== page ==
What is music but data? Data wants to be free. People love to share. On the one hand, we have the RIAA fighting the future (and the present) by suing all their customers. That business model is not sustainable and has numerous other problems. On the other hand, we have the sharers – people who love music and post their favorite pieces on the internet, via a website or p2p or whatever. And in the middle we have artists – me and others like me. The RIAA hasn’t done much for me lately, but neither has p2p, really. When musicians ask me how they’re supposed to cover the costs of recording if their music gets traded for free online, all I can say is what the blogosphere has been saying. Fans will buy merch. Fans will paypal you donations, like a tip jar. The fans will come through, somehow. But how, really? Merch is a logo on a piece of material. A logo is data. The logos, like the tunes they stand for, want to be free. So all we really have is the virtual tip jar.
Some of us do give virtual tips, but most don’t. Freeing mp3s to your fans isn’t like busking. There’s no eye contact. There’s no presence. This model is not sustainable, either. How many of us actually go and paypal every artist who we’ve downloaded and like? And what do the fans get in return? A moral satisfaction, sure, but not enough to make the model work. In practice, the fans get very little for their efforts.
Artists are left with the problem of how to distribute their music such that it makes it to their fans and they cover their costs and can live. Moreover, the manner of distribution and monetary compensation should capture the zeitgeist of sharing and direct involvement. The fans must get something tangible in return, in a time when tangibility itself is becoming slippery.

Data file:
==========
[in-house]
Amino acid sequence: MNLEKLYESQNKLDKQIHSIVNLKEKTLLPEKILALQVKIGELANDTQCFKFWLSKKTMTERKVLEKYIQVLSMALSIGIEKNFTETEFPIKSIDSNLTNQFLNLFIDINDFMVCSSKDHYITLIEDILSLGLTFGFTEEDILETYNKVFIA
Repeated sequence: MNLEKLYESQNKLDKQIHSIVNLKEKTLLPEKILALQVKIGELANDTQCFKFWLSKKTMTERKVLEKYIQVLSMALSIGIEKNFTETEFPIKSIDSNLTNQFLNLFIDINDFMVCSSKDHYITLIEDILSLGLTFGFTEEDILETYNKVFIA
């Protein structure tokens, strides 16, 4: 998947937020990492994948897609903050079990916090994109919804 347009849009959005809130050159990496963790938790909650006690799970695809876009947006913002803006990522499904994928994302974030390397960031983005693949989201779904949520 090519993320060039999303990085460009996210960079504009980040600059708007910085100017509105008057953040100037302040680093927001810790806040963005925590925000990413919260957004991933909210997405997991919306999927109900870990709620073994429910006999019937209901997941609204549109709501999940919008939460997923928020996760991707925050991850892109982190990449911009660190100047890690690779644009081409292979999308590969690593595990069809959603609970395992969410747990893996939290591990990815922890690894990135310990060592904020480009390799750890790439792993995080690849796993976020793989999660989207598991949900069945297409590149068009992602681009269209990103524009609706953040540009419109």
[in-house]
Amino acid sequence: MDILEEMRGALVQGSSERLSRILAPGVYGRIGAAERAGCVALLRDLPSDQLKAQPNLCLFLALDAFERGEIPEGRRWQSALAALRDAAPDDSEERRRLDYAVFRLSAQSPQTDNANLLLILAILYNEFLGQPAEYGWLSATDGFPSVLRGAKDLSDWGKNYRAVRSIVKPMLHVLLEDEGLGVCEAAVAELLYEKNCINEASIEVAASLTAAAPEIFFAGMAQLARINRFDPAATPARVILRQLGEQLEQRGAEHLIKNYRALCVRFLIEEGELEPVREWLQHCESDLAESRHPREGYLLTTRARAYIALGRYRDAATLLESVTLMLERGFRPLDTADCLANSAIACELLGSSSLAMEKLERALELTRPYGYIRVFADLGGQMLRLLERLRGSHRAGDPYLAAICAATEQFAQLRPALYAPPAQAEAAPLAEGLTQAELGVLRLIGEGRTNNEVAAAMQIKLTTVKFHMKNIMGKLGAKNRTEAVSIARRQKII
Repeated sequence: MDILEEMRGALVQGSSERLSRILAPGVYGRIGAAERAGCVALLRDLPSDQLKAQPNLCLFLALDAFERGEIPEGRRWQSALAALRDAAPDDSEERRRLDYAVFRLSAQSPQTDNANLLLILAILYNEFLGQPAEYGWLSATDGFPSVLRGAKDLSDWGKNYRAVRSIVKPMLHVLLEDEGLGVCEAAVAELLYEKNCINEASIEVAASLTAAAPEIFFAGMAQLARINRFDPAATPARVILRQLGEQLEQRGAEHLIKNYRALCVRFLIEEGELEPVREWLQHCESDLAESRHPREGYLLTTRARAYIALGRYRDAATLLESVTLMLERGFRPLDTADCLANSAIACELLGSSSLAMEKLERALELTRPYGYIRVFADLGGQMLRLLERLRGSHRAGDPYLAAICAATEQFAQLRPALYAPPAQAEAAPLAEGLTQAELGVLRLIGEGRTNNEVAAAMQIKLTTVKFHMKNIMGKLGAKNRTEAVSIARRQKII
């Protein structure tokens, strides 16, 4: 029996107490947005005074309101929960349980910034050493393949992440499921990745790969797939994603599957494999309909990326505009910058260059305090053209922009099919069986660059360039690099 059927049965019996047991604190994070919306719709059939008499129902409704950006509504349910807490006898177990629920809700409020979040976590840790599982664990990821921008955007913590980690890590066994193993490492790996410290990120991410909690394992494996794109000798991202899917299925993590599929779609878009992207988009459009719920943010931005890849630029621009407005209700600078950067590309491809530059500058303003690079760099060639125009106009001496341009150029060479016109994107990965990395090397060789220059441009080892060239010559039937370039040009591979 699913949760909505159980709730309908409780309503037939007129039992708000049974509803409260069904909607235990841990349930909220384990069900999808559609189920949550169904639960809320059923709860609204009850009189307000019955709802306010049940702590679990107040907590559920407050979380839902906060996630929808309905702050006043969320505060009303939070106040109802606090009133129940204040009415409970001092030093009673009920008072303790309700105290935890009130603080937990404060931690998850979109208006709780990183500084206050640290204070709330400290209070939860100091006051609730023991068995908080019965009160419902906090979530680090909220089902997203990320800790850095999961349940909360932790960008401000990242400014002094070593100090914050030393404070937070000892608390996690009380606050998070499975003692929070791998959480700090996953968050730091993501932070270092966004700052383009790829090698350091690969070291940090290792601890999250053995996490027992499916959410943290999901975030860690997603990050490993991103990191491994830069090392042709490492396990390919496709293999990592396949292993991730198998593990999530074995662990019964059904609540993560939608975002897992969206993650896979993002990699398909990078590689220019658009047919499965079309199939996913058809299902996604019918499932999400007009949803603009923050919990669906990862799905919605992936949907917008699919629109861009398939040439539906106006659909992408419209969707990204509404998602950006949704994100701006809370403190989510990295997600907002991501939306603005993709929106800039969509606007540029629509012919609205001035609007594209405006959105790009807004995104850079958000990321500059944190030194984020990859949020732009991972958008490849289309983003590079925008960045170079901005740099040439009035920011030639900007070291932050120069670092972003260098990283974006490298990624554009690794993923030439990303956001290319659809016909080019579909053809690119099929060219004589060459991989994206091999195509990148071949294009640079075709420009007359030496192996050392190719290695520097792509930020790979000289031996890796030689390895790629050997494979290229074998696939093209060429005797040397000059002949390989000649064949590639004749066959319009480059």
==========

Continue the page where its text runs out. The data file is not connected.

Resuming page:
I think commissioning is the answer to this dilemma. The commission amount covers costs. The fans get something real in return – their name attached to the work – a credit as an integral part of the creation. Because as the RIAA knows and fears, the fans have been integral all along. This is one answer to the question of how smaller artists can thrive in a direct-to-consumer, sharing sort of environment. The gift economy! The commissioner gives money to the artist who gives music to hir fans. Like other gift economies, the value of the gifts grow as it spreads to more and more people. Instead of fighting the internet economies of data, this model requires it.
I think Ebay is a natural fit for this project. The auction aspect means that minimal costs are covered and the value of the fan’s gift is in proportion to the value in which other fans hold it. In any case, some sort of discrete transaction method is required. A popular artist could get more commissions than s/he could hope to fill otherwise.
If somebody gets this concept to work in practice, then we have the new model. So here’s my trial seeking a proof of concept. Music can be free and artists and fans can cooperate and thrive without leech-like corporations persecuting both.


See for more information

Idea: Am I Trumpet or Not?